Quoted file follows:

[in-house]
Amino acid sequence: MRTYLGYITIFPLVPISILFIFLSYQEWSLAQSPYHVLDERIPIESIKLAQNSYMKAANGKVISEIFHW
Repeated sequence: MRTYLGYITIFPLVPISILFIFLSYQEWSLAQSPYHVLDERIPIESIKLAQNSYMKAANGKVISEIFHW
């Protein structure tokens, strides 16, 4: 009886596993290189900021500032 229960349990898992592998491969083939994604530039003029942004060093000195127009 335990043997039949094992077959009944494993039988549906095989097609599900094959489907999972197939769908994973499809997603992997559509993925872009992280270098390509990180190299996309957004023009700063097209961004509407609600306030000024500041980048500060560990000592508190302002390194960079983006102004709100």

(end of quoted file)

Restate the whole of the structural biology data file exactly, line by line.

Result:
[in-house]
Amino acid sequence: MRTYLGYITIFPLVPISILFIFLSYQEWSLAQSPYHVLDERIPIESIKLAQNSYMKAANGKVISEIFHW
Repeated sequence: MRTYLGYITIFPLVPISILFIFLSYQEWSLAQSPYHVLDERIPIESIKLAQNSYMKAANGKVISEIFHW
């Protein structure tokens, strides 16, 4: 009886596993290189900021500032 229960349990898992592998491969083939994604530039003029942004060093000195127009 335990043997039949094992077959009944494993039988549906095989097609599900094959489907999972197939769908994973499809997603992997559509993925872009992280270098390509990180190299996309957004023009700063097209961004509407609600306030000024500041980048500060560990000592508190302002390194960079983006102004709100």